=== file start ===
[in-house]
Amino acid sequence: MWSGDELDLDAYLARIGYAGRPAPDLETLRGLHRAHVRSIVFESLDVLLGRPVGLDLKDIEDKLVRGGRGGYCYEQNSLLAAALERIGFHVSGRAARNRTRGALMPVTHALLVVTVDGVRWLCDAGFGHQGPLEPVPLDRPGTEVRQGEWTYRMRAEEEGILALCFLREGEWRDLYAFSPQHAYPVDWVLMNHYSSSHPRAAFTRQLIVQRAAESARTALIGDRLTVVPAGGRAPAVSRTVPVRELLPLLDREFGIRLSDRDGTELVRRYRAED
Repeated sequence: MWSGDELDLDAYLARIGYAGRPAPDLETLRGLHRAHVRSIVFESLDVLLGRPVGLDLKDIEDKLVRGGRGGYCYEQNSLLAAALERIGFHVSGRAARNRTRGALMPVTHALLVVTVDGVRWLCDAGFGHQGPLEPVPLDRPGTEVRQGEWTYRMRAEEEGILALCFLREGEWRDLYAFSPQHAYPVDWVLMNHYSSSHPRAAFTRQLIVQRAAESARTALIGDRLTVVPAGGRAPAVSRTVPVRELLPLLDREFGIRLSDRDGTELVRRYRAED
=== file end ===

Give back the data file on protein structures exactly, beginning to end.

[in-house]
Amino acid sequence: MWSGDELDLDAYLARIGYAGRPAPDLETLRGLHRAHVRSIVFESLDVLLGRPVGLDLKDIEDKLVRGGRGGYCYEQNSLLAAALERIGFHVSGRAARNRTRGALMPVTHALLVVTVDGVRWLCDAGFGHQGPLEPVPLDRPGTEVRQGEWTYRMRAEEEGILALCFLREGEWRDLYAFSPQHAYPVDWVLMNHYSSSHPRAAFTRQLIVQRAAESARTALIGDRLTVVPAGGRAPAVSRTVPVRELLPLLDREFGIRLSDRDGTELVRRYRAED
Repeated sequence: MWSGDELDLDAYLARIGYAGRPAPDLETLRGLHRAHVRSIVFESLDVLLGRPVGLDLKDIEDKLVRGGRGGYCYEQNSLLAAALERIGFHVSGRAARNRTRGALMPVTHALLVVTVDGVRWLCDAGFGHQGPLEPVPLDRPGTEVRQGEWTYRMRAEEEGILALCFLREGEWRDLYAFSPQHAYPVDWVLMNHYSSSHPRAAFTRQLIVQRAAESARTALIGDRLTVVPAGGRAPAVSRTVPVRELLPLLDREFGIRLSDRDGTELVRRYRAED